SINGAPORE - Moderating the price of groceries and cooked meals will become a greater focus for the labour movement, as three of the cooperatives under its social enterprise arm - FairPrice, Foodfare and Kopitiam - will be grouped under a new NTUC FairPrice Group.
FairPrice chief executive Seah Kian Peng, who took on the additional role of NTUC Enterprise group CEO earlier this month, announced this at a briefing on Tuesday (Oct 22), where he said that the move is aimed at driving greater efficiencies and catering to consumers' evolving food needs.
FairPrice Group is working on several projects and details will be announced at a later date, he said.
Asked what the move will mean for consumers, Mr Seah, who is also an MP for Marine Parade GRC, said that customers' experience will become more "seamless", citing the example of how the FairPrice Finest and Kopitiam foodcourt at Funan mall already offer cross-promotions. Foodfare and Kopitiam will also work closer together, he said, without giving details.
More are eating out, with more than 60 per cent of meals now made up of dining out, takeaways and food deliveries, Mr Seah noted. Food now accounts for more than a quarter of the average monthly household expenditure here, amounting to $1,199, he said. This is 25 per cent more than a decade ago.
Against this backdrop, the three entities will come together to address the cost of living more efficiently, he added.
"The three (co-operatives) provide food solutions, whether you want to cook at home, eat out or have things delivered... individually we are leaders in our own space. The question we ask ourselves is 'can we do better?'," he said at a briefing at Heartbeat @ Bedok.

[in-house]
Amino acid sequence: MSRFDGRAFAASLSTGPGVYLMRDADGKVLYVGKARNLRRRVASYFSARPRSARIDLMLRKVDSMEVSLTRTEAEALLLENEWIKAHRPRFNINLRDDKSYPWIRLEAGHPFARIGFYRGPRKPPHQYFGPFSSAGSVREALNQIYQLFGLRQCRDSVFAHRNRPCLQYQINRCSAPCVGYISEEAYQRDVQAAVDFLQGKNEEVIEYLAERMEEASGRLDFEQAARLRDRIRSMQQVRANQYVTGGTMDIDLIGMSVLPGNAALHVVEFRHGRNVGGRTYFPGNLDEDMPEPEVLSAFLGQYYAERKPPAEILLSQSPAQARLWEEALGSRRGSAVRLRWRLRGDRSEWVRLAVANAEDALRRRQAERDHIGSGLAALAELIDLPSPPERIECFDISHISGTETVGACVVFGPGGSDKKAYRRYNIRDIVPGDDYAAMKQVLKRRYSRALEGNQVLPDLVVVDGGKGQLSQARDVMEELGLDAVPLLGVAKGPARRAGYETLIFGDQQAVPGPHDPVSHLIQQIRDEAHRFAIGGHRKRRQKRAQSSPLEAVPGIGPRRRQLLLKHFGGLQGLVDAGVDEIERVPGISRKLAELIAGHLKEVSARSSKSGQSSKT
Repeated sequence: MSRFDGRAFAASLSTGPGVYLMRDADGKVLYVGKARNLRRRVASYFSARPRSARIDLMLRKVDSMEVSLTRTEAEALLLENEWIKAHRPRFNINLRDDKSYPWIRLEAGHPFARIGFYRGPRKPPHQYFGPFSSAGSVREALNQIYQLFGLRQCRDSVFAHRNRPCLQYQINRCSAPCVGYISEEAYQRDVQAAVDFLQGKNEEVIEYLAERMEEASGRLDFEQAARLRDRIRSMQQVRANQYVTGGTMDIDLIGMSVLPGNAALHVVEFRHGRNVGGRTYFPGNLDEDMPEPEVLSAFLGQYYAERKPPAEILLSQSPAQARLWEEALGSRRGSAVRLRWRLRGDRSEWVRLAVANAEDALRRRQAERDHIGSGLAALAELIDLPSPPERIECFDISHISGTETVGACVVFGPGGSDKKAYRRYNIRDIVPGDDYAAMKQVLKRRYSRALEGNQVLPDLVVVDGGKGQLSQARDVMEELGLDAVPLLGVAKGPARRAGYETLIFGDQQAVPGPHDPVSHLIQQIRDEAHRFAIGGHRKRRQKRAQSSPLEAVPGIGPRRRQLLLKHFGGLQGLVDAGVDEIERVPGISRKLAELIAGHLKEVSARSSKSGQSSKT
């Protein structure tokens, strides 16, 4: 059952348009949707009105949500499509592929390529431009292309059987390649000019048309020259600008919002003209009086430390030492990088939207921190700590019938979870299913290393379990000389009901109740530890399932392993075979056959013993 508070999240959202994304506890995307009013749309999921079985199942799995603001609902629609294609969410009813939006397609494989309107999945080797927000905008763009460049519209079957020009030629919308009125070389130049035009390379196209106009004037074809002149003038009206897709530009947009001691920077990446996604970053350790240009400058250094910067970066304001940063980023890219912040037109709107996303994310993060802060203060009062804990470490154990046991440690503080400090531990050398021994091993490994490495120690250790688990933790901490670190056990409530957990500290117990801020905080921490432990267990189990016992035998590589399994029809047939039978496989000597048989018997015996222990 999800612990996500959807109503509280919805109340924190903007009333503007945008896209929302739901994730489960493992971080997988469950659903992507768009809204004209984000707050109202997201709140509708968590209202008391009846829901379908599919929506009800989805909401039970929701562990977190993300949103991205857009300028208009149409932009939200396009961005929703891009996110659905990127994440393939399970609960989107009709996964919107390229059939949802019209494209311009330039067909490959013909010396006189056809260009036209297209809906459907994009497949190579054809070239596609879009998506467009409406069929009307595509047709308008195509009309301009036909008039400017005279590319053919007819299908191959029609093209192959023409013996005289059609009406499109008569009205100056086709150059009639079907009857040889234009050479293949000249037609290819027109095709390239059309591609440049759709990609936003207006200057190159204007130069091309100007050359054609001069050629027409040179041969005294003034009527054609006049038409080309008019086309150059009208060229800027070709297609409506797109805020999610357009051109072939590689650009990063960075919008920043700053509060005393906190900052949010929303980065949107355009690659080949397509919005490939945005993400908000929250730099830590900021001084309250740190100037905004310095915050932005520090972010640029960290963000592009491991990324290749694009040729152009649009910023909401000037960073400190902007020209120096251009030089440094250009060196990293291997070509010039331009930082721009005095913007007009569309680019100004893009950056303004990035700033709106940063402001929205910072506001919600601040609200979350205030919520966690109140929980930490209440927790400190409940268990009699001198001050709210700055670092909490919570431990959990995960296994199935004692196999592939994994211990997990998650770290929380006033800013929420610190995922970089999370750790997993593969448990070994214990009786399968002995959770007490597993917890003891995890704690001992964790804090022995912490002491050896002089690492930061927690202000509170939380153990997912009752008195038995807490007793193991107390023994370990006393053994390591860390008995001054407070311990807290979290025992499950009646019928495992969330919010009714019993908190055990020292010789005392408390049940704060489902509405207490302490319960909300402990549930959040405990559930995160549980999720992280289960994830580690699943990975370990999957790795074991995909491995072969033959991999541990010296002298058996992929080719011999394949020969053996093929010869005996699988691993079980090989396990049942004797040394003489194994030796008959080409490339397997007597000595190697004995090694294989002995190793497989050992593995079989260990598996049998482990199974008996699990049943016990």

The new group will have 573 outlets in total, including supermarkets, hawker centres, foodcourts, coffee shops, pharmacies and convenience stores. These will comprise 375 under supermarket chain FairPrice, 121 under Foodfare and 77 under Kopitiam. FairPrice Group will remain under NTUC Enterprise.
NTUC Enterprise, the social enterprise arm of the National Trades Union Congress, aims to help moderate the cost of living for workers through its cooperatives such as supermarket chain FairPrice, food centre operator Foodfare and insurer Income.
Its acquisition of foodcourt operator Kopitiam, completed this year, has made it the largest operator in Singapore, with 64 foodcourts in total. It also manages 35 coffee shops and 12 hawker centres.
Mr Seah noted obvious "synergies" between its grocery and cooked food segments, such as the ready-to-eat meals and food preparation services on offer at its 90,000 sq ft FairPrice Xtra hypermarket at VivoCity, which opened in August.
Asked whether there are plans to expand the format to other stores, Mr Seah said that there have been "many requests" and it is looking at the option.
In the meantime, he said, FairPrice, Foodfare and Kopitiam will continue to moderate the cost of living through their own initiatives.
In April, NTUC announced plans to introduce more lower-priced food options at its Foodfare and Kopitiam outlets.
In March, FairPrice initiated a price freeze on a basket of 100 FairPrice house-brand products until the end of June next year.
Earlier this month, it announced plans to add 300 new house-brand products - including green tea and canola oil - to its shelves over the next 12 months.